All that one hundred and fifty acres of lands scituate in the said County of Westmoreland aforesd and hounded Viz. Beginning at a marked hiccory on the head of the dancing marsh and so running down the said line to Popes Creek thence up the said Creek to the line of Nathaniel Washingtons and then up that line to include the aforesd One hundred and fifty acres of land which was given to Lawrence Abbington & his daughter Lydia Abbington together . . .

The tract probably included Joseph Abbington's home, for the purchase covered "all houses, edifices, buildings, tobacco houses, fences, orchards, and gardens."

BUILDING THE BIRTHPLACE HOME. Some time between 1723 and 1725 Augustine Washington hired David Jones, a local carpenter and undertaker, to build a house on his Popes Creek property for 5,000 pounds of tobacco with extra amounts in cash for incidentals. The late Charles A. Hoppin, authority on the Washington family, believed that George's father had the brick for his new home made on the plantation grounds, the foundations built, and many timbers hewed for the building before Jones began construction of the house. Jones also contracted to build for Augustine "2 bedsteads," "1 cradle," "2 Mantoll [mantel]pieces," and "a small Poplar Table." David Jones died in 1725, before the Washington house was completed, and Augustine entered a claim against his estate asking the sum of 500 pounds of tobacco. It may be inferred that the home was completed in 1726 and was about 6 years old at the time of George's birth.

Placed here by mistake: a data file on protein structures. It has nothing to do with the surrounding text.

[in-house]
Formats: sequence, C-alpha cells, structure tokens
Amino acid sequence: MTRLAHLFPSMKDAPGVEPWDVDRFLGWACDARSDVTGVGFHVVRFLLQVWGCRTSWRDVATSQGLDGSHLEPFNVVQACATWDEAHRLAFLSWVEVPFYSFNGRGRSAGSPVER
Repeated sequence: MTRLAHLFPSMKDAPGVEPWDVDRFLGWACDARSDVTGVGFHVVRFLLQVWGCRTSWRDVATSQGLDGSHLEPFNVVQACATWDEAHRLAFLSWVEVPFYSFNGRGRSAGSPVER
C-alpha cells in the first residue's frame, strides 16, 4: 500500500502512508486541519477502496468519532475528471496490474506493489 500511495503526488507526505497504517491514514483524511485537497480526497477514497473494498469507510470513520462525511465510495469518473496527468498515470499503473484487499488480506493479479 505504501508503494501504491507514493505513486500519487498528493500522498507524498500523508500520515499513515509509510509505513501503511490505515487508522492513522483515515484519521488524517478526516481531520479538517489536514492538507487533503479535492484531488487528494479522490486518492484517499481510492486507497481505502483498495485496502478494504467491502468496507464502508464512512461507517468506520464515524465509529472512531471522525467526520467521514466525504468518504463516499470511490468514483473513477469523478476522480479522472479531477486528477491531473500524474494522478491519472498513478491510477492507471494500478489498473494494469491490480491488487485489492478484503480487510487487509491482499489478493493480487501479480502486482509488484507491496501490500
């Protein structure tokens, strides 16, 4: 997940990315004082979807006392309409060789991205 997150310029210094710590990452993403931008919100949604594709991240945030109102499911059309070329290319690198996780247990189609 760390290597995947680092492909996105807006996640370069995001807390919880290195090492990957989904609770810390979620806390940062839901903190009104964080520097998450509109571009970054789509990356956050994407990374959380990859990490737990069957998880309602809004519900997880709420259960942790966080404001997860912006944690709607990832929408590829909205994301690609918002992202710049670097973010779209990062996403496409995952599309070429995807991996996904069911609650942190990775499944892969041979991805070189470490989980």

Photocopy of the signature of Augustine Washington, father of George.
From Westmoreland Court Orders, 1731-39.

THE BIRTHPLACE. While little is known about the appearance of the home in which George was born, the foundations and cellar floors uncovered during archeological excavations revealed that it was built either partially or entirely of brick. Several foundations of outbuildings were unearthed, and all were constructed of brick. So, also, all walls, cellar stairways, wine vaults, and fireplaces that have been excavated were built of brick.